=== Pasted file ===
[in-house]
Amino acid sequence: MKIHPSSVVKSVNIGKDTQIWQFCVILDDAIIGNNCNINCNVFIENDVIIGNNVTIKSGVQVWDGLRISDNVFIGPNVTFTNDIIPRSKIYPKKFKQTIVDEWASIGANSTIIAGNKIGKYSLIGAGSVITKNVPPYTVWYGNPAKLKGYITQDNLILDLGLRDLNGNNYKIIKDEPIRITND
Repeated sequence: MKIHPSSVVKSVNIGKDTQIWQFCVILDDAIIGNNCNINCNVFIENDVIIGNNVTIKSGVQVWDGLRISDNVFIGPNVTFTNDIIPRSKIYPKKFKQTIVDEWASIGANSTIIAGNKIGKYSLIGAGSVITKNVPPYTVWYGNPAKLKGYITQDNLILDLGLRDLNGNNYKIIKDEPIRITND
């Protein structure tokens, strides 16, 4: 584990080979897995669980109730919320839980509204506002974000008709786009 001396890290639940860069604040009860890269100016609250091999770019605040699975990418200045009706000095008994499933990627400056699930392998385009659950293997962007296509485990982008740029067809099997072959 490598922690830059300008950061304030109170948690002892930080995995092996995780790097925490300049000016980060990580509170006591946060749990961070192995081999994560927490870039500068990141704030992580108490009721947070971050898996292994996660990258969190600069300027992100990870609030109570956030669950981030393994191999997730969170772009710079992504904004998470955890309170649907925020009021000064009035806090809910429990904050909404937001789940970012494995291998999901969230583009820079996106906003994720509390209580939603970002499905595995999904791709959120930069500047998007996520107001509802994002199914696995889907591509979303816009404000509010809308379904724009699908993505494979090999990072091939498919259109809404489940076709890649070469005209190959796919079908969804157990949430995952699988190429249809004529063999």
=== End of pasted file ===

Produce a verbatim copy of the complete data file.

[in-house]
Amino acid sequence: MKIHPSSVVKSVNIGKDTQIWQFCVILDDAIIGNNCNINCNVFIENDVIIGNNVTIKSGVQVWDGLRISDNVFIGPNVTFTNDIIPRSKIYPKKFKQTIVDEWASIGANSTIIAGNKIGKYSLIGAGSVITKNVPPYTVWYGNPAKLKGYITQDNLILDLGLRDLNGNNYKIIKDEPIRITND
Repeated sequence: MKIHPSSVVKSVNIGKDTQIWQFCVILDDAIIGNNCNINCNVFIENDVIIGNNVTIKSGVQVWDGLRISDNVFIGPNVTFTNDIIPRSKIYPKKFKQTIVDEWASIGANSTIIAGNKIGKYSLIGAGSVITKNVPPYTVWYGNPAKLKGYITQDNLILDLGLRDLNGNNYKIIKDEPIRITND
């Protein structure tokens, strides 16, 4: 584990080979897995669980109730919320839980509204506002974000008709786009 001396890290639940860069604040009860890269100016609250091999770019605040699975990418200045009706000095008994499933990627400056699930392998385009659950293997962007296509485990982008740029067809099997072959 490598922690830059300008950061304030109170948690002892930080995995092996995780790097925490300049000016980060990580509170006591946060749990961070192995081999994560927490870039500068990141704030992580108490009721947070971050898996292994996660990258969190600069300027992100990870609030109570956030669950981030393994191999997730969170772009710079992504904004998470955890309170649907925020009021000064009035806090809910429990904050909404937001789940970012494995291998999901969230583009820079996106906003994720509390209580939603970002499905595995999904791709959120930069500047998007996520107001509802994002199914696995889907591509979303816009404000509010809308379904724009699908993505494979090999990072091939498919259109809404489940076709890649070469005209190959796919079908969804157990949430995952699988190429249809004529063999």